Code enforcement struggles to bring out-of-state owners into compliance



While the city has implemented programs to deal with out-of-state ownership, critics point out enforcement has been impacted by a lack of resources.

There is just one 20-hour-a-week employee who is tasked with managing rental registration, vacant registration and foreclosure bonds.

Abigail Beniston, Youngstown’s code enforcement and blight remediation superintendent, expects that part-time employee to be full time by the end of the year. City council approved the change at its meeting last Wednesday.

“The city did put [the salary] in our budget this year,” Beniston said. “It will double the time where she’s dealing with and trying to track people down.”

Youngstown Mayor John A. McNally said he doesn’t expect the city to hire more people in the code enforcement department.

“While it’s an issue, I’ve got other issues that have to be staffed,” McNally said.

The city employs five people in that department, according to records received from the finance department. Their salaries total $135,461, a small fraction of the $180.7 million in expenditures council approved in its 2016 budget.


Programs such as rental and vacant registration are intended to make it easier for the city to keep track of the owners of vulnerable properties.

The registration process requires owners to name property managers who are supposed to be easier to contact than out-of-state owners who often hide behind limited liability companies.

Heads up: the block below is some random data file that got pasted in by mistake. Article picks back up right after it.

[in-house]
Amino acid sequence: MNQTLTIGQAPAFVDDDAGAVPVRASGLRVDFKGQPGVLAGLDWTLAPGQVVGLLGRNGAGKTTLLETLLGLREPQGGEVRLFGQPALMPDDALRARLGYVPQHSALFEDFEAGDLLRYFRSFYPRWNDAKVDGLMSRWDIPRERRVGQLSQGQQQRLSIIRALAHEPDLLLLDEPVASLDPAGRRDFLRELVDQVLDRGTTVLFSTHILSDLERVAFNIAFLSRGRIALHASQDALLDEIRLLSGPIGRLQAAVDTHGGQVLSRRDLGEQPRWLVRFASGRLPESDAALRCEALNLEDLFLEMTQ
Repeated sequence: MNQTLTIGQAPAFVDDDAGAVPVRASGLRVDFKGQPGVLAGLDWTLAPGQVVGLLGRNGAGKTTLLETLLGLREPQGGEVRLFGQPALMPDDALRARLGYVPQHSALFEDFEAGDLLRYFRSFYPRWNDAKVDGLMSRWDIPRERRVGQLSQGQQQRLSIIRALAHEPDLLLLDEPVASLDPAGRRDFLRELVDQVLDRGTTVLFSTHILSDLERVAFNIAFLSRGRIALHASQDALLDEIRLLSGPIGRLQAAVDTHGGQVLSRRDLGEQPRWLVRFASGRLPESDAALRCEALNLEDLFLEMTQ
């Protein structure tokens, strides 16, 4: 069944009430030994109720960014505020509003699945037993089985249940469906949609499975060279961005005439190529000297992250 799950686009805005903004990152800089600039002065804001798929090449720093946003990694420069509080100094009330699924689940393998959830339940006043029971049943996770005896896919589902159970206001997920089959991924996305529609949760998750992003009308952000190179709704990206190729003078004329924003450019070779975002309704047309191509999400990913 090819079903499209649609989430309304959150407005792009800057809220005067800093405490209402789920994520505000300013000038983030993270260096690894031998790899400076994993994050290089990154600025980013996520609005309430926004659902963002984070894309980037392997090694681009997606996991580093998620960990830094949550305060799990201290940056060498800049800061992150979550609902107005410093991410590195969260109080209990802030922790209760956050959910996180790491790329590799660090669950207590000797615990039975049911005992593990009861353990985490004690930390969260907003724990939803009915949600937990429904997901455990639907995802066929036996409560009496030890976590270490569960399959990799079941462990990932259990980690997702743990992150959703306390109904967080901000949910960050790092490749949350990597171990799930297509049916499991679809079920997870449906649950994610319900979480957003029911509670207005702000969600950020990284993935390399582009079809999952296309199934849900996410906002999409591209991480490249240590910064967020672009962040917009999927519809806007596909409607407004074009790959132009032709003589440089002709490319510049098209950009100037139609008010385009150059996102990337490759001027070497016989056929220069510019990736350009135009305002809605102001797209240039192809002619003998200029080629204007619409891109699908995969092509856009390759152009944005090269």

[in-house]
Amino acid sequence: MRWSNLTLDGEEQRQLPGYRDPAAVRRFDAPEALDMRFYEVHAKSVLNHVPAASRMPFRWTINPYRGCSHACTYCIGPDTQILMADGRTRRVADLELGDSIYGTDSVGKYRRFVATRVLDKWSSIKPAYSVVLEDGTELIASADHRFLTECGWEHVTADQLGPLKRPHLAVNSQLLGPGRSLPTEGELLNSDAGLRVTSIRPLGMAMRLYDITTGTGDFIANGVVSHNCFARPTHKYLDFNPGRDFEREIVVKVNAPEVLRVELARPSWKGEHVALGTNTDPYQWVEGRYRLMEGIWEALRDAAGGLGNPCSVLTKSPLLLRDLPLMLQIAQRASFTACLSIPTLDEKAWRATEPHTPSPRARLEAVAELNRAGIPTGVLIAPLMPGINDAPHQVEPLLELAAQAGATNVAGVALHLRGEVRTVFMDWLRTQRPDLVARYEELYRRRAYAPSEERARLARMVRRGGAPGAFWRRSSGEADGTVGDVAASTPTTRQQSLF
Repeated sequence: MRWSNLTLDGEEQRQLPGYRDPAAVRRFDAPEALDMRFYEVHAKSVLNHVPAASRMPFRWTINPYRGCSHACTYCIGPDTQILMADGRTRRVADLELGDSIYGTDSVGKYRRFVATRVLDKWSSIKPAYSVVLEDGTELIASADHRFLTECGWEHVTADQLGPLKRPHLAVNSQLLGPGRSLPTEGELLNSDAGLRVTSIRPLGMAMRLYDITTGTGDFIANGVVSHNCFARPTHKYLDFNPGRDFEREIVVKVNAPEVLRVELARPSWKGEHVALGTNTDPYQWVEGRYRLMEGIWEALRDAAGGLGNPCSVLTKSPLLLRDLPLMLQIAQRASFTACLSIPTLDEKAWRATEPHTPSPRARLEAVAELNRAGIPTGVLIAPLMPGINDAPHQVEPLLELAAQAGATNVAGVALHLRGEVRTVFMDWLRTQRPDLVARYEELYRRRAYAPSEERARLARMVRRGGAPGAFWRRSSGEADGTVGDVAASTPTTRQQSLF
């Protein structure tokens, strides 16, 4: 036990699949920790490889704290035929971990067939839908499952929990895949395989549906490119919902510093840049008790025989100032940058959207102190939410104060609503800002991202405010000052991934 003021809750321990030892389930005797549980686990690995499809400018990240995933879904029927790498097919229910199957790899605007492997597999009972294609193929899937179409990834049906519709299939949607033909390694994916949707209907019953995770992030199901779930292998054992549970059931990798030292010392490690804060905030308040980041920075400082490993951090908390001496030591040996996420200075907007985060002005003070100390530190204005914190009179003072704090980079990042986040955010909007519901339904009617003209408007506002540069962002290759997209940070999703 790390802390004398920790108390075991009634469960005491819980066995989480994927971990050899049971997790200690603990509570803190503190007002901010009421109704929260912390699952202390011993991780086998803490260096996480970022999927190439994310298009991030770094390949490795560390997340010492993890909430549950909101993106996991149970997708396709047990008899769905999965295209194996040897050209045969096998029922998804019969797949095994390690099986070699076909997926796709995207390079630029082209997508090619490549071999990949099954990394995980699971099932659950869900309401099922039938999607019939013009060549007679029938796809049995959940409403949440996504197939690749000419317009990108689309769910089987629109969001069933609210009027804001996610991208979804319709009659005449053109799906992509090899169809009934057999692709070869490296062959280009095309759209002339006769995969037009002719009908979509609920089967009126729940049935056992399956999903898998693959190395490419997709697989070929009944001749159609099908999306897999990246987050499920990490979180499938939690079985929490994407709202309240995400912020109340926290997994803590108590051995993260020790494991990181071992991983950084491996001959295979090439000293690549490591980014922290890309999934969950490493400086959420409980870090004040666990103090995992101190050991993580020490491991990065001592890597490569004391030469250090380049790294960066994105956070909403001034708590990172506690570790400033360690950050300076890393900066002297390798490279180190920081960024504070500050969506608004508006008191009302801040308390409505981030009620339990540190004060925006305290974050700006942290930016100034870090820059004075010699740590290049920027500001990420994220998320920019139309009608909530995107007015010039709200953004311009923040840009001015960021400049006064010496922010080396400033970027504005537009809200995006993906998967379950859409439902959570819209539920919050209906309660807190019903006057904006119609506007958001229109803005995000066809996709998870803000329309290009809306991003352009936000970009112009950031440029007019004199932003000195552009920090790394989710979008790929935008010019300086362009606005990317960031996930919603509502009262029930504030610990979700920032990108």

Bill D’Avignon, director of the Community Development Agency, said the programs help filter out those who have an interest in the property.

“Those who ignore the notice – we get a sense that they don’t care,” D’Avignon said. “They’re saying whatever happens happens.”

Many property owners apparently don’t care.

Less than 10 percent of vacant properties and less than a quarter of rental properties were registered in 2014, according to estimates released by the Youngstown Neighborhood Development Corp., a private agency that helps the city stabilize neighborhoods.

“It’s just tracking these people down and getting them to pay,” Beniston said. “That is the biggest hurdle.”

Looking Elsewhere

Paul Kowalczyk worked for several years as building commissioner for the city of South Euclid. He said rental and vacant registrations have been effective in the Cleveland suburb, but they require the proper resources.

“You can’t just take the staff you have and add programs,” Kowalczyk said. “These programs are intensive. They take up a lot of time.”

When rental registration was first implemented, the city created a position to manage the program full time. They have since added vacant registration and foreclosure bonds to the position’s responsibilities while reducing it to part time.

McNally maintains Youngstown has adequate staffing in place.

“Sometimes I think they have to re-prioritize themselves internally,” he said.

YNDC’s estimates showed that increasing compliance with vacant and rental registrations could raise up to $739,920 in annual revenue – enough to support hiring several employees to manage the programs.